Aemilianus antoninian

Antoninianus of the emperor Aemilianus, husband of Cornelia Supera

Denarius of emperor Maximinus, 235 - 238 CE

aurelian aureus

Aureus of emperor Aurelianus, 270 - 275 CE

Two millennia before the introduction of the Euro, almost the whole of Europe, North Africa, and a major part of Asia were united in a single monetary system as integral parts of the Roman empire. This system was a continuation of the one that existed in the Roman Republic and was based on coins made of gold, silver, and different copper-based alloys. In the early years of the Roman Empire, the rule of emperor Augustus, the basic Roman denominations were the aureus (gold, 8 grams), denarius (silver, 4 grams), sestertius (brass, 27 grams), and as (copper or bronze, 10 grams). They were exchanged in the ration 1 aureus = 25 denarii = 100 sestertii = 400 assēs.  The Roman monetary system remained stable for several centuries in spite of the fact that economic and political crises often led to inflation and the shortage of precious metals which resulted in the reduction in the metal purity of coins and their weight. The first emperor to introduce such measures was Nero in AD 64. This process was accelerated significantly after the death of the emperor Commodus and the entry into the period of the civil war crisis at the end of the second century. In an attempt to reign in inflation and to pay his troops, in AD 215 emperor Caracalla introduced a new silver coin named after him, antoninianus. In theory it had to be exchanged for two denarii but in reality it weighed only 50 % more than a denarius. The silver content in the antoninianus fell from 50 % in AD 215 to less than 3 % in AD 272, when these coins were actually only coated with a silver layer. This led to the disappearance of the denarius from circulation. The aureus also lost a lot of its weight and in the period of the soldier emperors, after the middle of the third century, which is the subject of this book, fell to less than 4 grams.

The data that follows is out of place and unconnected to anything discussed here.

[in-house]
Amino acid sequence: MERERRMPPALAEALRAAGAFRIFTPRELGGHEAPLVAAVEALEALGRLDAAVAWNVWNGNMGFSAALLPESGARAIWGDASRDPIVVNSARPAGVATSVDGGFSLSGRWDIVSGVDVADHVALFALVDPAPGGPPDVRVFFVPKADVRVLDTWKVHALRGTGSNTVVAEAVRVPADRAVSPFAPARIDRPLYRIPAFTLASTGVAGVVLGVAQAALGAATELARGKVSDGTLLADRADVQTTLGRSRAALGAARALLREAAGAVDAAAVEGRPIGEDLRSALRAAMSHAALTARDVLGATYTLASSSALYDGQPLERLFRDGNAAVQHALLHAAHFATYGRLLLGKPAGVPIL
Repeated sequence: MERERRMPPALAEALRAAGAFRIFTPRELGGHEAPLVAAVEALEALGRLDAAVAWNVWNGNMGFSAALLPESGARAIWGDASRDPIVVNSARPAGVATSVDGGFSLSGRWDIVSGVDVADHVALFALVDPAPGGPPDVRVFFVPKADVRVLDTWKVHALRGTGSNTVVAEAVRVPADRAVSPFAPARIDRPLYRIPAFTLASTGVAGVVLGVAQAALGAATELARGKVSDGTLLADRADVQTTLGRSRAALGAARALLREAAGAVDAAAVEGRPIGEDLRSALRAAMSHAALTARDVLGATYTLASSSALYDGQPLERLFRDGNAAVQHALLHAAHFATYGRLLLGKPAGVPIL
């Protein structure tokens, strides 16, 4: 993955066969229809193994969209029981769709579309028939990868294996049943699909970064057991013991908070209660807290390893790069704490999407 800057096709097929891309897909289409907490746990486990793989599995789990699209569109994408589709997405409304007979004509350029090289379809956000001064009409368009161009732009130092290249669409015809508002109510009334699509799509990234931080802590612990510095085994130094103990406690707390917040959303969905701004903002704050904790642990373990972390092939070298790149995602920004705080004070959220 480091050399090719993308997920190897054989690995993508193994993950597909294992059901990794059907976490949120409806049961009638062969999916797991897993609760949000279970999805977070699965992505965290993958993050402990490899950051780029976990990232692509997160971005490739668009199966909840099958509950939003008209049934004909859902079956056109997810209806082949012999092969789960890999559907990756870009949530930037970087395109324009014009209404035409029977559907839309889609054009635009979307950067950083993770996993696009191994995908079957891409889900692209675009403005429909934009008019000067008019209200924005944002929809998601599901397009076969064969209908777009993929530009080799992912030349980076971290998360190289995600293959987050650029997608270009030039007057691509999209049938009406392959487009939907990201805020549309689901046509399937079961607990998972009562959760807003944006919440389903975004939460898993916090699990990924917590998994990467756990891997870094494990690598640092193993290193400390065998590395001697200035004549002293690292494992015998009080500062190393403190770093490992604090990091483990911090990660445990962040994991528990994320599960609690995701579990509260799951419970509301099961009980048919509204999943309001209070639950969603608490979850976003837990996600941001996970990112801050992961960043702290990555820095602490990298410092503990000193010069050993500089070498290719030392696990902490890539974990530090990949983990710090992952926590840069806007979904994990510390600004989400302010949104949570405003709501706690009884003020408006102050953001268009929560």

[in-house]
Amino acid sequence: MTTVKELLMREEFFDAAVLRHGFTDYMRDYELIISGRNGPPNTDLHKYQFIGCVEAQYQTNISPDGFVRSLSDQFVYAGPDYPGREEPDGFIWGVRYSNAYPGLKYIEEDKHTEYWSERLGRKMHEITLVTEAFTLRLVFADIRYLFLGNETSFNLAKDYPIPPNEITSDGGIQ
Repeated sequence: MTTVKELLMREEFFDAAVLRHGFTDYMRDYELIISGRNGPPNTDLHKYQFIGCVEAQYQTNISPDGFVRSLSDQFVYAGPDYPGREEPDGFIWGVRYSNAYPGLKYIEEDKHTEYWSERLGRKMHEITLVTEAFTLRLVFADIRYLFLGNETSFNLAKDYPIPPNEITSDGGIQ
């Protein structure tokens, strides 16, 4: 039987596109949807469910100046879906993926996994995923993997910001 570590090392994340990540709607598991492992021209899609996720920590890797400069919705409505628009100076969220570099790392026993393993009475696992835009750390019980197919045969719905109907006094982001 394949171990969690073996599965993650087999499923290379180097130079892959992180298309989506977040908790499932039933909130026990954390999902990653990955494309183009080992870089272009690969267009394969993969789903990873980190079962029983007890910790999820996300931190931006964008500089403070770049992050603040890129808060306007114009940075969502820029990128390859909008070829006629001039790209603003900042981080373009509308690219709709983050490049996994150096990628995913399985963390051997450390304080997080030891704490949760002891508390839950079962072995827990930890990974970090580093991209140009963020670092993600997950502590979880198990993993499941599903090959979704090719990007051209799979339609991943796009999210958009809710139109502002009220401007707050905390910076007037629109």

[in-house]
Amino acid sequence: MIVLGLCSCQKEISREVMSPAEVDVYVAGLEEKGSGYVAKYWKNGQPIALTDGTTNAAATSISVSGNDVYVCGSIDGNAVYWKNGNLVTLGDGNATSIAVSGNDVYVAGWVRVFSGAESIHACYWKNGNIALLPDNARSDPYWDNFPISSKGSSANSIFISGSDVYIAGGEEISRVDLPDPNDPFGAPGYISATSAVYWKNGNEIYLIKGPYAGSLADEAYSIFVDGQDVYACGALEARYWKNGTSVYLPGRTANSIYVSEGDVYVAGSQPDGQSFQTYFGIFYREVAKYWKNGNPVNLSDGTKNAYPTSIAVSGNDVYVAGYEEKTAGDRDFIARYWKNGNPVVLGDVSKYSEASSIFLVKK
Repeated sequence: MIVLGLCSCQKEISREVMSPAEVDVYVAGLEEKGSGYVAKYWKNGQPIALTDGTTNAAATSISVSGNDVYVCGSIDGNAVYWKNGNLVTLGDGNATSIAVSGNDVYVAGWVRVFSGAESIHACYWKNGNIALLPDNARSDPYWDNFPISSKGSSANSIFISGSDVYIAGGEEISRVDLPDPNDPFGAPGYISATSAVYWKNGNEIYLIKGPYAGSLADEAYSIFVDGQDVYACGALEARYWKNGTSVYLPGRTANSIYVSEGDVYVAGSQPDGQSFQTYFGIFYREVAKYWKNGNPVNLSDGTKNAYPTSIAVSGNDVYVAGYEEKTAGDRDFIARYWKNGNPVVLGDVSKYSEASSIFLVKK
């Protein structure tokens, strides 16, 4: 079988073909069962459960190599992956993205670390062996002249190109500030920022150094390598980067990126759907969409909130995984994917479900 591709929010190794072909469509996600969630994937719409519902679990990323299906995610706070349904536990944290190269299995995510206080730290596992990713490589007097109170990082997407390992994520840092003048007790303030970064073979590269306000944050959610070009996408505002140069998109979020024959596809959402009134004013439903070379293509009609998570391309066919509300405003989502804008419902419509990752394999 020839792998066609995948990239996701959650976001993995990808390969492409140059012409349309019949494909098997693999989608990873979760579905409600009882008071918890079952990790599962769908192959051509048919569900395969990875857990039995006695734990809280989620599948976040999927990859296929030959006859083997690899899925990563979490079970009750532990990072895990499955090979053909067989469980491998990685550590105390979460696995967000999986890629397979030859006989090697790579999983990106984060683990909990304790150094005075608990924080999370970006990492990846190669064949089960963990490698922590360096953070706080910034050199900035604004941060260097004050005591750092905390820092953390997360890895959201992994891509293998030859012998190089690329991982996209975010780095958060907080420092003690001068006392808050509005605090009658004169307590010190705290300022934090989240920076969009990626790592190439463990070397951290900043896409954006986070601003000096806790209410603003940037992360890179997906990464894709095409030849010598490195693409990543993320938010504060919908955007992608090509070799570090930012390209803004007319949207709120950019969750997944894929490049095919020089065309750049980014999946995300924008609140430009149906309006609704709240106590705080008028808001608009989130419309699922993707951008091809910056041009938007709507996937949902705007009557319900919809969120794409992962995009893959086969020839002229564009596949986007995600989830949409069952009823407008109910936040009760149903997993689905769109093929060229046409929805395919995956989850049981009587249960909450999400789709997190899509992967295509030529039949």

The chaos in the Roman monetary system was addressed by the reform of the emperor Diocletianus, who in AD 301 introduced new coin denominations and stricter standards for their weight and metal purity.

It must be noted that in the Eastern Roman provinces the local administrators struck coins in the names of their cities which legally circulated together with the official centrally issued coins. These coins were based on the Greek monetary systems with the drachm as the main denomination and were usually with inscriptions in Greek, which remained the primary language in these areas.